Early Christians viewed all violence as abhorrent, preferring death and martyrdom to armed resistance. Here, as in so many other issues, it was St Augustine who gave Christianity its baleful turn. He reasoned that men fight anyway, so a complete and realistic theology must take account of this fact, give in to human nature, and define under what circumstances violence, fighting and war are justified. Augustine’s writings gave birth to the long tradition of theologising about the ‘Just War’. These arguments became elaborated, along with the rest of ‘mechanical’ medieval theology, as successive popes developed more and more casuistical arguments: for example claiming that anyone dying in battle in defence of the faith would go to heaven; then would be defined as a ‘martyr’; and then would have all their sins forgiven. And obviously, the most just of just wars would be not against other Christian kings, but against either heretics and blasphemers (as defined, of course, by the pope), or against the joint enemy, the infidel hordes who had swept across the Mediterranean in the 7th and 8th centuries.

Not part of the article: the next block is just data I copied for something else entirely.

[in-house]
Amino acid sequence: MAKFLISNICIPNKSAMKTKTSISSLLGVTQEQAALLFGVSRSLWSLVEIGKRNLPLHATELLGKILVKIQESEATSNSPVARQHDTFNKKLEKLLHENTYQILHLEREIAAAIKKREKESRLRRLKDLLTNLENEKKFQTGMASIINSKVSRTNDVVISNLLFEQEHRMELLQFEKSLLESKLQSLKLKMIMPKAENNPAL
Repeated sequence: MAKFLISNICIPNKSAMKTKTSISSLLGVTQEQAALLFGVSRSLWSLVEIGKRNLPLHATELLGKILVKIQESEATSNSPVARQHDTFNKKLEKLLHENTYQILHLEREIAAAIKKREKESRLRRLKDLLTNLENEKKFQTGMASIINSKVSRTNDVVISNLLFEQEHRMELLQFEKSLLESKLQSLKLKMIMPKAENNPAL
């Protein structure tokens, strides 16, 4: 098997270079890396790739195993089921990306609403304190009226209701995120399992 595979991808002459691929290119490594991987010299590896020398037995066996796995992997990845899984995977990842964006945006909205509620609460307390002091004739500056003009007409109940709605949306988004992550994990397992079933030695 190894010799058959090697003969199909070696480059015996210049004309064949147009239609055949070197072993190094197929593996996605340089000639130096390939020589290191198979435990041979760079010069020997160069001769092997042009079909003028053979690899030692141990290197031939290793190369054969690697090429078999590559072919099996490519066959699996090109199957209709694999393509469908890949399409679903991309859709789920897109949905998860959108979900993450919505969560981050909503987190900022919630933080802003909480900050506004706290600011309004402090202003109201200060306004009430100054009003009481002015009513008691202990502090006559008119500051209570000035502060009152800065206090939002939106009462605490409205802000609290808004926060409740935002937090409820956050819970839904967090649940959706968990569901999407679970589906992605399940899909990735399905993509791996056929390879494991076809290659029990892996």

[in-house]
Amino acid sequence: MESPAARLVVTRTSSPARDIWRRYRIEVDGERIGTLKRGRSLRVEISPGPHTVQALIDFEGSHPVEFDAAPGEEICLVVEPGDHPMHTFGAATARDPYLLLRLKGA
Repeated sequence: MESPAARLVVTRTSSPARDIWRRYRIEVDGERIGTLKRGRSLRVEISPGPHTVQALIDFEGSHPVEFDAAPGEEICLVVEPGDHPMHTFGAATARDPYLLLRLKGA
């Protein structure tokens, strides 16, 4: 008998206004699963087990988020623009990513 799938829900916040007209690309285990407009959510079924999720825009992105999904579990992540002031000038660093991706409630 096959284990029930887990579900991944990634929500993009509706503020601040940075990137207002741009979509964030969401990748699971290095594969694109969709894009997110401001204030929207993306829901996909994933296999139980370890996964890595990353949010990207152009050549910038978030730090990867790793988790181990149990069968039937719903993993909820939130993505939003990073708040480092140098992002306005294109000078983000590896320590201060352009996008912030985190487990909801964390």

As to this Muslim world, Johnson shows in convincing detail how Islam had succeeded in sweeping through the Middle East and the North African coast largely because of the hopeless divisions among innumerable forms of North African Christianity – there were Nestorians and Pelagians and Arians who all accused each other of being ‘heretics’ with such bitterness that some openly greeted the new Muslim rulers, preferring to be ruled by infidels than by ‘heretics’.

Islam’s success was because, as a theology, it is simple and easy to grasp: there is one God and Mohammed is his Prophet. That’s it. Compare and contrast with the scores of fiendishly subtle and complex heresies which early Christianity threw up in droves, particularly around the two sore points of the exact nature of Christ’s manhood and godhood – and the precise relationship of the three elements of the ‘Trinity’. Christian heresy lost Africa to Islam.

Origins of the Crusades

Those in the region who didn’t convert were treated well. Islam proved tolerant and permissive of other beliefs. But by the 1000s a storm was brewing in the West. Johnson identifies three factors:

  1. Small-scale wars against Muslims were being pioneered in Spain, half of which was, of course, in the control of Muslim kings during this period. In 1063 King Ramiro I of Aragon was murdered by a Muslim and Pope Alexander II offered an indulgence (i.e. forgiveness of all sins; go direct to heaven) to anyone taking arms to revenge this crime. (N.B. It was the same Pope Alexander II who gave his blessing to William the Bastard’s conquest of England a few years later.) In 1073 his successor Pope Gregory VII helped to organise an army to fight against the Muslims in Spain, promising any Christian soldier that he could keep any ‘infidel’ land that he could seize.